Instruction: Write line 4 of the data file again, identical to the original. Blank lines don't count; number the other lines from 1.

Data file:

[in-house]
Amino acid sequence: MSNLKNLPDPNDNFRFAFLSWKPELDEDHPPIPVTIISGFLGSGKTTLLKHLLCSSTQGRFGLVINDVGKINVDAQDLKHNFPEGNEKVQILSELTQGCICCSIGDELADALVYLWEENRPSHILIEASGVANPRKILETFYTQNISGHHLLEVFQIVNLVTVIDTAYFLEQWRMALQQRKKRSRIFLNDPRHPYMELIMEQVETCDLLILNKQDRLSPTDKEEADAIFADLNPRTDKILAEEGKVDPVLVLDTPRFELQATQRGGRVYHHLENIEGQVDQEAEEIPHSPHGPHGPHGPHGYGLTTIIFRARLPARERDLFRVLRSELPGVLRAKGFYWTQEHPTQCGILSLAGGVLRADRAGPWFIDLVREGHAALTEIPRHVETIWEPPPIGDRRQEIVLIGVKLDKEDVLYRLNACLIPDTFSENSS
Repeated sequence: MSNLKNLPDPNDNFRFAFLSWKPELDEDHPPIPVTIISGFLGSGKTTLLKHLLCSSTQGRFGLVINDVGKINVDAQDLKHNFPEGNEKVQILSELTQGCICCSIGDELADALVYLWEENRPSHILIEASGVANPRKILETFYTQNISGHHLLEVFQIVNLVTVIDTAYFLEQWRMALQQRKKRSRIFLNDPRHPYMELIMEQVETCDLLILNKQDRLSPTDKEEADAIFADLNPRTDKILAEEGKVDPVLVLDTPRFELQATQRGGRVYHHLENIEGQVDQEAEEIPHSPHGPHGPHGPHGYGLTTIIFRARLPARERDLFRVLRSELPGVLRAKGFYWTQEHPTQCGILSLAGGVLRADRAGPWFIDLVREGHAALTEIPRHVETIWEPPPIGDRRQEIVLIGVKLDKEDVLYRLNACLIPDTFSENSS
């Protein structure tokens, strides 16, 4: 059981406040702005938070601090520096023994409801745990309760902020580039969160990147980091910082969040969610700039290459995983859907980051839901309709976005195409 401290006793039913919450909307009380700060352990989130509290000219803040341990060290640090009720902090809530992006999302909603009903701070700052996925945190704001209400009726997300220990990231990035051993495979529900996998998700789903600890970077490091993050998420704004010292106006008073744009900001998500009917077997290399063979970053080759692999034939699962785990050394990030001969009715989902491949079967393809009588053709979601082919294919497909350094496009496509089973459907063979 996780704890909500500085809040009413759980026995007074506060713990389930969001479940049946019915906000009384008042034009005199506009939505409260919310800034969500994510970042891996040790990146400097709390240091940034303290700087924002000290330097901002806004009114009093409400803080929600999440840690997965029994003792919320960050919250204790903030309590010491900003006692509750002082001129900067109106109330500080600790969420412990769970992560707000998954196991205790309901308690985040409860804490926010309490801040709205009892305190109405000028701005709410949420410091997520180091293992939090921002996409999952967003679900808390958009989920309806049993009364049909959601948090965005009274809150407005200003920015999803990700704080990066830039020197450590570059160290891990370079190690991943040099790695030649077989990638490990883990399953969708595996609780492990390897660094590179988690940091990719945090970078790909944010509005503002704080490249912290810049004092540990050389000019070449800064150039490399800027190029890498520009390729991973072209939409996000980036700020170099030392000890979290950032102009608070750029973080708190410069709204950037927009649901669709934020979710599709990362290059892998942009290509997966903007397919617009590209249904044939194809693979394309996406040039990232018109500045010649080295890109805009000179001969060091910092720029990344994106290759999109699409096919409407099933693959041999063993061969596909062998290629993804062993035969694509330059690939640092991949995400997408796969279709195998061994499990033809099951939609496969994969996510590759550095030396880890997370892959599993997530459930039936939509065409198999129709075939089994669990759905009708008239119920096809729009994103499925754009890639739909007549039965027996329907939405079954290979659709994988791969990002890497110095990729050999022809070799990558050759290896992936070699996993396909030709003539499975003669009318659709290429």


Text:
């Protein structure tokens, strides 16, 4: 059981406040702005938070601090520096023994409801745990309760902020580039969160990147980091910082969040969610700039290459995983859907980051839901309709976005195409 401290006793039913919450909307009380700060352990989130509290000219803040341990060290640090009720902090809530992006999302909603009903701070700052996925945190704001209400009726997300220990990231990035051993495979529900996998998700789903600890970077490091993050998420704004010292106006008073744009900001998500009917077997290399063979970053080759692999034939699962785990050394990030001969009715989902491949079967393809009588053709979601082919294919497909350094496009496509089973459907063979 996780704890909500500085809040009413759980026995007074506060713990389930969001479940049946019915906000009384008042034009005199506009939505409260919310800034969500994510970042891996040790990146400097709390240091940034303290700087924002000290330097901002806004009114009093409400803080929600999440840690997965029994003792919320960050919250204790903030309590010491900003006692509750002082001129900067109106109330500080600790969420412990769970992560707000998954196991205790309901308690985040409860804490926010309490801040709205009892305190109405000028701005709410949420410091997520180091293992939090921002996409999952967003679900808390958009989920309806049993009364049909959601948090965005009274809150407005200003920015999803990700704080990066830039020197450590570059160290891990370079190690991943040099790695030649077989990638490990883990399953969708595996609780492990390897660094590179988690940091990719945090970078790909944010509005503002704080490249912290810049004092540990050389000019070449800064150039490399800027190029890498520009390729991973072209939409996000980036700020170099030392000890979290950032102009608070750029973080708190410069709204950037927009649901669709934020979710599709990362290059892998942009290509997966903007397919617009590209249904044939194809693979394309996406040039990232018109500045010649080295890109805009000179001969060091910092720029990344994106290759999109699409096919409407099933693959041999063993061969596909062998290629993804062993035969694509330059690939640092991949995400997408796969279709195998061994499990033809099951939609496969994969996510590759550095030396880890997370892959599993997530459930039936939509065409198999129709075939089994669990759905009708008239119920096809729009994103499925754009890639739909007549039965027996329907939405079954290979659709994988791969990002890497110095990729050999022809070799990558050759290896992936070699996993396909030709003539499975003669009318659709290429």